What Others Are Saying

Offshore Wind Power Gaining Speed

Ideas about offshore windmills in the Atlantic Ocean have been blowing around for years. But now, detailed coastal wind projects are being planned as our nation gets serious about Atlantic offshore wind power. Maryland and Virginia are both investigating ways to start a wind industry; a bill under consideration in the Maryland legislature would require power companies to buy electricity from offshore wind suppliers.

Up to six gigawatts-worth of offshore wind projects have been proposed along the Atlantic Coast, according to a 2010 National Wildlife Federation report. These projects — now moving through a long permitting process — would supply enough power to equal about five coal-fired power plants and enough power to supply about 1.5 million U.S. homes annually.

The area 12 miles out from Ocean City, Md., has the potential to be among the most productive areas for harnessing wind power in the United States, according to Environment Maryland, and a study by the University of Delaware’s Center for Carbon-free Power Integration indicates that Maryland’s offshore wind resource is large enough to supply the state with 67 percent of its electric needs.  

Building wind farms offshore makes sense for practical reasons. First, ocean winds blow harder and more steadily than inland wind. Second, land doesn’t need to be cleared to make way for construction equipment, and habitats need not be leveled to make way for the giant turbines. Offshore, wind turbines create little disturbance for people — there’s no noise disrupting daily life, unlike turbines situated on land. Wind farms in the coastal ocean can also be located closer to major cities, unlike farms in the Midwest that send power to Mid-Atlantic states through long, interstate transmission cables.

To get gears turning, large-scale wind projects — which are expensive to install and maintain — need support from government and private investors. The U.S. Department of Energy pledged up to $50.5 million in funding for offshore wind energy development projects, and last autumn Google, Inc. announced its decision to invest tens of millions in a transmission network project that will carry enough offshore wind power to supply nearly 2 million homes in Virginia, New York and New Jersey.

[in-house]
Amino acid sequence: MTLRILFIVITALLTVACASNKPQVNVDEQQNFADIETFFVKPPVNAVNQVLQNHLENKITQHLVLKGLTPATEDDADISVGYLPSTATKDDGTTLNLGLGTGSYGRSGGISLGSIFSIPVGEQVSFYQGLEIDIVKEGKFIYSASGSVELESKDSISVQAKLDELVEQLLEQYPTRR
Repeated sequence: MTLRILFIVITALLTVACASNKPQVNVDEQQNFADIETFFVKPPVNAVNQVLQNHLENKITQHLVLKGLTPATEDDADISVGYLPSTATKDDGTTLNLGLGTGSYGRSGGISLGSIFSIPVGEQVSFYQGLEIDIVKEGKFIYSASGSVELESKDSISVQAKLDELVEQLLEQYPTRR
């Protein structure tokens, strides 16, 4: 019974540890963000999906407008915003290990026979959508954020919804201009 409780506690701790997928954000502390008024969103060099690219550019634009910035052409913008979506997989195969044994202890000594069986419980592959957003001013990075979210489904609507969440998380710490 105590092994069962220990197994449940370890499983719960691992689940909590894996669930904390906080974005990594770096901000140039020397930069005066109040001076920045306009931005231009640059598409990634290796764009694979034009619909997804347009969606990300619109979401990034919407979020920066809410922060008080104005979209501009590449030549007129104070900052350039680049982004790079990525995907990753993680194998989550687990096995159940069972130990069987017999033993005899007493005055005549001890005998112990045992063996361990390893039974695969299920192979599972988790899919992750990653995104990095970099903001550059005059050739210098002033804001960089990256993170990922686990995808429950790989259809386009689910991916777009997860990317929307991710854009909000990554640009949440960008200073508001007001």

One environmental problem with offshore wind power is the potential for collisions with seabirds. The placement of wind farms is critical; developers must work with conservationists to find windy sites that aren’t critical for migrating seabirds. The American Bird Conservancy says it will support wind farms that are sited away from sensitive bird areas; maps with detailed data on wildlife are being developed by conservation groups for use by the wind industry.

A second environmental problem that we’re still learning about is how wind farm-related noise will affect marine mammals. Few studies have been done, and it hasn’t been determined whether the noise created by driving piles and operating windmills will interfere with marine life.

Of course, as we begin to plan and build, we should continue to research, test and learn from projects. The timing for wind power is right, and it’s time to take a giant step toward renewable energy — and our future.

Carrie Madren
Special To The Dispatch

(Madren writes about environmental issues, Chesapeake life and sustainable living. She lives in Olney, Maryland. Article was distributed by Bay Journal News Service.)

About The Author: Steven Green

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The writer has been with The Dispatch in various capacities since 1995, including serving as editor and publisher since 2004. His previous titles were managing editor, staff writer, sports editor, sales account manager and copy editor. Growing up in Salisbury before moving to Berlin, Green graduated from Worcester Preparatory School in 1993 and graduated from Loyola University Baltimore in 1997 with degrees in Communications (journalism concentration) and Political Science.